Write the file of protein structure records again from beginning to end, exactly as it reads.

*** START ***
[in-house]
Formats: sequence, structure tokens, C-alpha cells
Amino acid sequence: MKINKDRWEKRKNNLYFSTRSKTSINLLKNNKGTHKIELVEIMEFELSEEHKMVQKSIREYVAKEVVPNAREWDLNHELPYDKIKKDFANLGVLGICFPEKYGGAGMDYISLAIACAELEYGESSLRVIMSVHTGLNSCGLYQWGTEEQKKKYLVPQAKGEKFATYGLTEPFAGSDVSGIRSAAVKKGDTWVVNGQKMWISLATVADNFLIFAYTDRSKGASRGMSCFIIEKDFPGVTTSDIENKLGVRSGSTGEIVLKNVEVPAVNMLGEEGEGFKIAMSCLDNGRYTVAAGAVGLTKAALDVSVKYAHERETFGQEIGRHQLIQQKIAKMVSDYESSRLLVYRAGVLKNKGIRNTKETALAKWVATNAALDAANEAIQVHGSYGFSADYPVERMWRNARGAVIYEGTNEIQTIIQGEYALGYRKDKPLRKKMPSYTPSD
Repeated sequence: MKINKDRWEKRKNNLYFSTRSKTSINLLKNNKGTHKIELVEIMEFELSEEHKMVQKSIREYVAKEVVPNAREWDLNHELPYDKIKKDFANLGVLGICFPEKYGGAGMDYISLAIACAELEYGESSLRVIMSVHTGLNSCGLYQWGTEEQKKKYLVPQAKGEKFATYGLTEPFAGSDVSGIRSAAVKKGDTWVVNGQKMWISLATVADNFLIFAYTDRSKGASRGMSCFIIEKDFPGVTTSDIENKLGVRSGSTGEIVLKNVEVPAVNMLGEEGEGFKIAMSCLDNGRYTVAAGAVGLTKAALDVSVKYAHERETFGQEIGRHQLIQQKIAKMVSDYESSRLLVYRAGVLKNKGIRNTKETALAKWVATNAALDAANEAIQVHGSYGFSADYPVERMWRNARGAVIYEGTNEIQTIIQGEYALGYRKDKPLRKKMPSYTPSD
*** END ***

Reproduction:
[in-house]
Formats: sequence, structure tokens, C-alpha cells
Amino acid sequence: MKINKDRWEKRKNNLYFSTRSKTSINLLKNNKGTHKIELVEIMEFELSEEHKMVQKSIREYVAKEVVPNAREWDLNHELPYDKIKKDFANLGVLGICFPEKYGGAGMDYISLAIACAELEYGESSLRVIMSVHTGLNSCGLYQWGTEEQKKKYLVPQAKGEKFATYGLTEPFAGSDVSGIRSAAVKKGDTWVVNGQKMWISLATVADNFLIFAYTDRSKGASRGMSCFIIEKDFPGVTTSDIENKLGVRSGSTGEIVLKNVEVPAVNMLGEEGEGFKIAMSCLDNGRYTVAAGAVGLTKAALDVSVKYAHERETFGQEIGRHQLIQQKIAKMVSDYESSRLLVYRAGVLKNKGIRNTKETALAKWVATNAALDAANEAIQVHGSYGFSADYPVERMWRNARGAVIYEGTNEIQTIIQGEYALGYRKDKPLRKKMPSYTPSD
Repeated sequence: MKINKDRWEKRKNNLYFSTRSKTSINLLKNNKGTHKIELVEIMEFELSEEHKMVQKSIREYVAKEVVPNAREWDLNHELPYDKIKKDFANLGVLGICFPEKYGGAGMDYISLAIACAELEYGESSLRVIMSVHTGLNSCGLYQWGTEEQKKKYLVPQAKGEKFATYGLTEPFAGSDVSGIRSAAVKKGDTWVVNGQKMWISLATVADNFLIFAYTDRSKGASRGMSCFIIEKDFPGVTTSDIENKLGVRSGSTGEIVLKNVEVPAVNMLGEEGEGFKIAMSCLDNGRYTVAAGAVGLTKAALDVSVKYAHERETFGQEIGRHQLIQQKIAKMVSDYESSRLLVYRAGVLKNKGIRNTKETALAKWVATNAALDAANEAIQVHGSYGFSADYPVERMWRNARGAVIYEGTNEIQTIIQGEYALGYRKDKPLRKKMPSYTPSD